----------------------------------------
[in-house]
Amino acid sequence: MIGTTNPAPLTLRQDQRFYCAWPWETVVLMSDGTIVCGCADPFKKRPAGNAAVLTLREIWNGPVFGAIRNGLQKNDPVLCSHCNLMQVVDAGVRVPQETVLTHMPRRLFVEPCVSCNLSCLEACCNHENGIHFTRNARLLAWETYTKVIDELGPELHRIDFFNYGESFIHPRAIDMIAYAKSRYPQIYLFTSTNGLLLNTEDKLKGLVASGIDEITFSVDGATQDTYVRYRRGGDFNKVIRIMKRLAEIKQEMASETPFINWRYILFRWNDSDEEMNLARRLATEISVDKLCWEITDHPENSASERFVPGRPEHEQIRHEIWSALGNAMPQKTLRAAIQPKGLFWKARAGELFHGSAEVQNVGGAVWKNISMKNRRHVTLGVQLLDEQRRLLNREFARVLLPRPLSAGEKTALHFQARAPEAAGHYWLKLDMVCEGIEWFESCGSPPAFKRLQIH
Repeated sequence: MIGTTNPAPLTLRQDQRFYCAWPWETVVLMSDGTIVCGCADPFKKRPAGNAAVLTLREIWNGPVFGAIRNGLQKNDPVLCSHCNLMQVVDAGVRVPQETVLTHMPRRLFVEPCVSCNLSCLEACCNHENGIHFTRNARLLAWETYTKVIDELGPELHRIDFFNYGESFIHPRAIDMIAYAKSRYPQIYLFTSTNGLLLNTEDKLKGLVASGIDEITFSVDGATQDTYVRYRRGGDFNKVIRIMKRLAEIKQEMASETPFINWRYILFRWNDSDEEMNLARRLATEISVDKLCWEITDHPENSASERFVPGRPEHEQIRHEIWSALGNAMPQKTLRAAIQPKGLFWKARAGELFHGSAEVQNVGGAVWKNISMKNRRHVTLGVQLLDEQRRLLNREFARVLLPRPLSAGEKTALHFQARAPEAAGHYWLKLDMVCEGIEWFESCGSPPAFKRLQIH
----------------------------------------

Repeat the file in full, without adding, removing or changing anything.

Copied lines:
[in-house]
Amino acid sequence: MIGTTNPAPLTLRQDQRFYCAWPWETVVLMSDGTIVCGCADPFKKRPAGNAAVLTLREIWNGPVFGAIRNGLQKNDPVLCSHCNLMQVVDAGVRVPQETVLTHMPRRLFVEPCVSCNLSCLEACCNHENGIHFTRNARLLAWETYTKVIDELGPELHRIDFFNYGESFIHPRAIDMIAYAKSRYPQIYLFTSTNGLLLNTEDKLKGLVASGIDEITFSVDGATQDTYVRYRRGGDFNKVIRIMKRLAEIKQEMASETPFINWRYILFRWNDSDEEMNLARRLATEISVDKLCWEITDHPENSASERFVPGRPEHEQIRHEIWSALGNAMPQKTLRAAIQPKGLFWKARAGELFHGSAEVQNVGGAVWKNISMKNRRHVTLGVQLLDEQRRLLNREFARVLLPRPLSAGEKTALHFQARAPEAAGHYWLKLDMVCEGIEWFESCGSPPAFKRLQIH
Repeated sequence: MIGTTNPAPLTLRQDQRFYCAWPWETVVLMSDGTIVCGCADPFKKRPAGNAAVLTLREIWNGPVFGAIRNGLQKNDPVLCSHCNLMQVVDAGVRVPQETVLTHMPRRLFVEPCVSCNLSCLEACCNHENGIHFTRNARLLAWETYTKVIDELGPELHRIDFFNYGESFIHPRAIDMIAYAKSRYPQIYLFTSTNGLLLNTEDKLKGLVASGIDEITFSVDGATQDTYVRYRRGGDFNKVIRIMKRLAEIKQEMASETPFINWRYILFRWNDSDEEMNLARRLATEISVDKLCWEITDHPENSASERFVPGRPEHEQIRHEIWSALGNAMPQKTLRAAIQPKGLFWKARAGELFHGSAEVQNVGGAVWKNISMKNRRHVTLGVQLLDEQRRLLNREFARVLLPRPLSAGEKTALHFQARAPEAAGHYWLKLDMVCEGIEWFESCGSPPAFKRLQIH